• Furnishings in the Church The liturgical color for the entire season of Eastertide is white or gold. The pure white garments of baptism and the gold of royalty as a sign of Christ the King.
  • Feasting Together Celebrate together with picnics and parties. Invite the neighborhood to join in! It’s the perfect season to invite newcomers to experience the beauty of the resurrection and celebrate the joy of the living Christ.

Also, there is greeting of celebration for Eastertide (like Merry Christmas), called the Paschal Greeting.
       Alleluia! Christ is risen!
       Response: The Lord is risen indeed, Alleluia!
 

So today, I greet you with a hearty ALLELUIA! and a Happy Dingus Day!
Let’s celebrate !

Bible Study

Bulletin Insert: Easter 2 (B)
Explore the Way of Love: Turn
April 11, 2021

There are so many voices in the world, telling us who we are, what we should do, and how we will be fulfilled. They tell us to focus on our desires, on our cravings, on being the best individual we can be. The world, we are told, revolves around each of us.

For many, these pursuits of self-fulfillment can leave us feeling drained, empty, and alone. They can lead us away from our divine calling. Away from the creator in whose image we were made. But if we listen closely, there is a spirit calling us to come back to ourselves, back to our purpose, back to something more meaningful.

When we look to the example of Jesus, we see the way that he followed. This is the Way of Love.

One aspect of this Way and making it a practice in our own lives is remembering to simply to turn toward the voice that calls us. Intentionally choosing our direction, choosing to turn and face the light, is the fundamental shift that puts the Way of Love into action. As Jesus tells us in the Book of John: “Whoever serves me must follow me, and where I am, there will my servant be also.”

Turning doesn’t have to change who you are—you are loved as you were created. But it can change where you are going. It can shift you from selfishness to loving the other. It can shift you from hoarding to generosity. It can lead you from sin and distance from God into closer alignment with the One who made and loves you so much.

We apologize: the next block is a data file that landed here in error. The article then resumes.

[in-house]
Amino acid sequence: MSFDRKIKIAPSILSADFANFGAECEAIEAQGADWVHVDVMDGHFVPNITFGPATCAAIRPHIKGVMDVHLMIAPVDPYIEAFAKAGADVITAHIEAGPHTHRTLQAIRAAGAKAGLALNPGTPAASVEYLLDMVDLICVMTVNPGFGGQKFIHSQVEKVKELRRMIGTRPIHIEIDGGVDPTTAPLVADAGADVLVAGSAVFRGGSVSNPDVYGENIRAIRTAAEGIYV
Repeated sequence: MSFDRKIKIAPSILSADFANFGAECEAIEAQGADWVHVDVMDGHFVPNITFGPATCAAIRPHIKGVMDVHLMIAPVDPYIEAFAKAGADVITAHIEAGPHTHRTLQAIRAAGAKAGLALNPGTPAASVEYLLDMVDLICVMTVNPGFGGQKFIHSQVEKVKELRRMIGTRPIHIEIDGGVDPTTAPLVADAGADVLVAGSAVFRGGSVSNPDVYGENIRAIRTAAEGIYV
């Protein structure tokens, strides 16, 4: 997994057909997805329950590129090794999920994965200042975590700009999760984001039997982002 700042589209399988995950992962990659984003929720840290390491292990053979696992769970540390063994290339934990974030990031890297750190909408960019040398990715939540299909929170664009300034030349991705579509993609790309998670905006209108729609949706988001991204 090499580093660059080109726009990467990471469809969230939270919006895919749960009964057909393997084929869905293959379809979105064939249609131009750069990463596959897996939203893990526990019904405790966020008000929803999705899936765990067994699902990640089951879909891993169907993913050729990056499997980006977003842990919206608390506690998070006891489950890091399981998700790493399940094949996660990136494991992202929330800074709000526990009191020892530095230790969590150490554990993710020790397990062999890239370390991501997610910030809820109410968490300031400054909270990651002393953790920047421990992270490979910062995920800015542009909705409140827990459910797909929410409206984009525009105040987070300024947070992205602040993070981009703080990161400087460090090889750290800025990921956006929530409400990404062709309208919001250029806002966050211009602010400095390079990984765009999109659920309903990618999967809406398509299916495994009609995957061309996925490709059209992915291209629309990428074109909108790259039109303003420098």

Obeying this call means recognizing the things we put first in our lives, the things we allow to have the most space in our minds, our fears and hopes and desires. And turning instead toward love.

It can be as freeing as the early followers putting down their fishing nets. It can be as missional as Jesus asking us to pick up our cross and follow him. It can be as simple as paying attention to which direction our feet are facing on our journey.

Turning is not just a one time event, but an ongoing discipline, re-directing our steps as often as we think to, always turning toward the light. And turning toward the light can also illuminate how many there are on the journey with you, emerging from the shadows to walk the same path.

The Way of Love can lead you to discover a community of fellow travelers with whom you share the journey. The Way of Love shows us who we are, it lights the path to where we should go, and it gives purpose to our desires for fulfillment. And it shows us that we are not alone. That like us, there are many who choosing to turn toward the Way of Love. Are you ready to commit to turning and following Jesus?

Bible Study